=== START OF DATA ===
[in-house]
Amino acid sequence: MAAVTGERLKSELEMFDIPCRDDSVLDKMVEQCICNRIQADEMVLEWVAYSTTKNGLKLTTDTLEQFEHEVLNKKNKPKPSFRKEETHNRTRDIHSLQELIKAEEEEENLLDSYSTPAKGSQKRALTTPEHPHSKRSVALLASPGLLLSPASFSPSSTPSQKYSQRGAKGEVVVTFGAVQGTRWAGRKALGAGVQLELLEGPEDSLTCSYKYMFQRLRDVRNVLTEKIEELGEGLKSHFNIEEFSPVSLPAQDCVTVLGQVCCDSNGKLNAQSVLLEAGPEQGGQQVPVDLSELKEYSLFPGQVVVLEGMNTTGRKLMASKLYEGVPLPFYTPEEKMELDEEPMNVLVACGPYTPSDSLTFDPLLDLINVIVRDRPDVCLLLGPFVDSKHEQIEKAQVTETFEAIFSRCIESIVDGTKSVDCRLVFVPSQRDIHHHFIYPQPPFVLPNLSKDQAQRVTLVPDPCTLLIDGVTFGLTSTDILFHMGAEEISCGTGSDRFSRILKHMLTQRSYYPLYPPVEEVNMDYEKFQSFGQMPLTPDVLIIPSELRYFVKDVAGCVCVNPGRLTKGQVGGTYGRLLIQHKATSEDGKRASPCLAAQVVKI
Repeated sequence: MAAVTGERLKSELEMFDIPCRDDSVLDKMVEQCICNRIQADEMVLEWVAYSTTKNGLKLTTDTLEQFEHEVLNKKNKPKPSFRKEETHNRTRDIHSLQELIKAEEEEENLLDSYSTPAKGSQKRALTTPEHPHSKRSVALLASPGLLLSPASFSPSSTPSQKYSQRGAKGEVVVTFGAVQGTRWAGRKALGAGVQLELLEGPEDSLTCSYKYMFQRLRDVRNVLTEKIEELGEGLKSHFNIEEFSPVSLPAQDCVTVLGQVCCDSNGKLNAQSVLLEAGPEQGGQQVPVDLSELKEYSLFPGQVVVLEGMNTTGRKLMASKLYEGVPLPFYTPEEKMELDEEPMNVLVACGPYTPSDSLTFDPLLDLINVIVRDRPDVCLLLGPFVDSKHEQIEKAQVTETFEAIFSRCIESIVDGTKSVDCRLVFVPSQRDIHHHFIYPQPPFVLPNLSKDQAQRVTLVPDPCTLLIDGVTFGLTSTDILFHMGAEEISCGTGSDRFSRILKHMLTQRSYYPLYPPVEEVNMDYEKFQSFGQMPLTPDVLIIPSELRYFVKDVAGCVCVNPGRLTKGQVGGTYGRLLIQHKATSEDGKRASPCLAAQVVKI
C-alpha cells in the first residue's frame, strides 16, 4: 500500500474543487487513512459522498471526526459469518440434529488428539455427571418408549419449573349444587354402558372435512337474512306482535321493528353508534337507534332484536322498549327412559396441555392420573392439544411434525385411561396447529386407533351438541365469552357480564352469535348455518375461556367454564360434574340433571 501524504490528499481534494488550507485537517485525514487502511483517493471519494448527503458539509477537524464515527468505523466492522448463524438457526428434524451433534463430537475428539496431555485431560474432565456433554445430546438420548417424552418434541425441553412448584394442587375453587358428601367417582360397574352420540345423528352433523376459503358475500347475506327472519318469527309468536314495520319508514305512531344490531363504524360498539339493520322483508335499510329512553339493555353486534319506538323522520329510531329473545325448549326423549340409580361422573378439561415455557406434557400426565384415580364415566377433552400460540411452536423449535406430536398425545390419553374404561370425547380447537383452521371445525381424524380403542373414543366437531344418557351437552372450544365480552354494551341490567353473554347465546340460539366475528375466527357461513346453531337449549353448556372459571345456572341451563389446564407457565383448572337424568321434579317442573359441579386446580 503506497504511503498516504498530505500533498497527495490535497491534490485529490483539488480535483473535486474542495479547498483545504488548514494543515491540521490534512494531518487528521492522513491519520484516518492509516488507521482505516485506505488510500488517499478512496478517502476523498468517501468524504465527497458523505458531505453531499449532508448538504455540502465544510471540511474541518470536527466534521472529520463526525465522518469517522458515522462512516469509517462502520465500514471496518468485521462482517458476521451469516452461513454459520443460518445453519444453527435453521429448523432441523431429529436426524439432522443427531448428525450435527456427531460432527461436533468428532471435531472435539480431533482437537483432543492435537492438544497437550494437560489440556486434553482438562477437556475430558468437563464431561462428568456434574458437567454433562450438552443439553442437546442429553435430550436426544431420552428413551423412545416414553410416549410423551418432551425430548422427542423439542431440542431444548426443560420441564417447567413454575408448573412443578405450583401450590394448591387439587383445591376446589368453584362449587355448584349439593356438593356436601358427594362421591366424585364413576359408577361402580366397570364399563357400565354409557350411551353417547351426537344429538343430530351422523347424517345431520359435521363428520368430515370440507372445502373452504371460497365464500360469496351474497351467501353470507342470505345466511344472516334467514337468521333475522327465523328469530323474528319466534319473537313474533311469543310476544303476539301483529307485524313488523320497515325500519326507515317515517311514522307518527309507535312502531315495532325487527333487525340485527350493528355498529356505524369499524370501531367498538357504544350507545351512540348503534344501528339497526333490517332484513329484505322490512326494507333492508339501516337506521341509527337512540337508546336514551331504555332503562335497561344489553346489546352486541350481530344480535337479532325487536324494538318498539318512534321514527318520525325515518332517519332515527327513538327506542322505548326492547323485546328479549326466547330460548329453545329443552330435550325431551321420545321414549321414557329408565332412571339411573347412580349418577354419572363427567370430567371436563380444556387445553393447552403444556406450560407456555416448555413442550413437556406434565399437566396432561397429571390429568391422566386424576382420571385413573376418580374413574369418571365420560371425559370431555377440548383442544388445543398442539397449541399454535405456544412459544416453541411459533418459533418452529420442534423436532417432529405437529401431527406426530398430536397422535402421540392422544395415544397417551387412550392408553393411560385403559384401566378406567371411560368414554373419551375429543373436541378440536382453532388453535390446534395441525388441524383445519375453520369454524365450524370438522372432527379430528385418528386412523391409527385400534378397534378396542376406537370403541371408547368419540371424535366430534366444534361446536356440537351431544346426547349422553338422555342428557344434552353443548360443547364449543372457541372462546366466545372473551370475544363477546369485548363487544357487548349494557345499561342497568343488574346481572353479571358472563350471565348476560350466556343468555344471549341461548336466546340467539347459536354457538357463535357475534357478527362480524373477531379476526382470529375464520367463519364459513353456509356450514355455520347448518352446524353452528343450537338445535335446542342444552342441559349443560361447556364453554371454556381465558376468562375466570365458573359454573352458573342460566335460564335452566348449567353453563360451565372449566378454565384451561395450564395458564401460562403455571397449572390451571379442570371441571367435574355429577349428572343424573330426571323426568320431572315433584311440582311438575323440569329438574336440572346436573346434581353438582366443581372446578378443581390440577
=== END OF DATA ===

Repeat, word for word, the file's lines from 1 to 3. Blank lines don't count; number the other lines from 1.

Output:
[in-house]
Amino acid sequence: MAAVTGERLKSELEMFDIPCRDDSVLDKMVEQCICNRIQADEMVLEWVAYSTTKNGLKLTTDTLEQFEHEVLNKKNKPKPSFRKEETHNRTRDIHSLQELIKAEEEEENLLDSYSTPAKGSQKRALTTPEHPHSKRSVALLASPGLLLSPASFSPSSTPSQKYSQRGAKGEVVVTFGAVQGTRWAGRKALGAGVQLELLEGPEDSLTCSYKYMFQRLRDVRNVLTEKIEELGEGLKSHFNIEEFSPVSLPAQDCVTVLGQVCCDSNGKLNAQSVLLEAGPEQGGQQVPVDLSELKEYSLFPGQVVVLEGMNTTGRKLMASKLYEGVPLPFYTPEEKMELDEEPMNVLVACGPYTPSDSLTFDPLLDLINVIVRDRPDVCLLLGPFVDSKHEQIEKAQVTETFEAIFSRCIESIVDGTKSVDCRLVFVPSQRDIHHHFIYPQPPFVLPNLSKDQAQRVTLVPDPCTLLIDGVTFGLTSTDILFHMGAEEISCGTGSDRFSRILKHMLTQRSYYPLYPPVEEVNMDYEKFQSFGQMPLTPDVLIIPSELRYFVKDVAGCVCVNPGRLTKGQVGGTYGRLLIQHKATSEDGKRASPCLAAQVVKI
Repeated sequence: MAAVTGERLKSELEMFDIPCRDDSVLDKMVEQCICNRIQADEMVLEWVAYSTTKNGLKLTTDTLEQFEHEVLNKKNKPKPSFRKEETHNRTRDIHSLQELIKAEEEEENLLDSYSTPAKGSQKRALTTPEHPHSKRSVALLASPGLLLSPASFSPSSTPSQKYSQRGAKGEVVVTFGAVQGTRWAGRKALGAGVQLELLEGPEDSLTCSYKYMFQRLRDVRNVLTEKIEELGEGLKSHFNIEEFSPVSLPAQDCVTVLGQVCCDSNGKLNAQSVLLEAGPEQGGQQVPVDLSELKEYSLFPGQVVVLEGMNTTGRKLMASKLYEGVPLPFYTPEEKMELDEEPMNVLVACGPYTPSDSLTFDPLLDLINVIVRDRPDVCLLLGPFVDSKHEQIEKAQVTETFEAIFSRCIESIVDGTKSVDCRLVFVPSQRDIHHHFIYPQPPFVLPNLSKDQAQRVTLVPDPCTLLIDGVTFGLTSTDILFHMGAEEISCGTGSDRFSRILKHMLTQRSYYPLYPPVEEVNMDYEKFQSFGQMPLTPDVLIIPSELRYFVKDVAGCVCVNPGRLTKGQVGGTYGRLLIQHKATSEDGKRASPCLAAQVVKI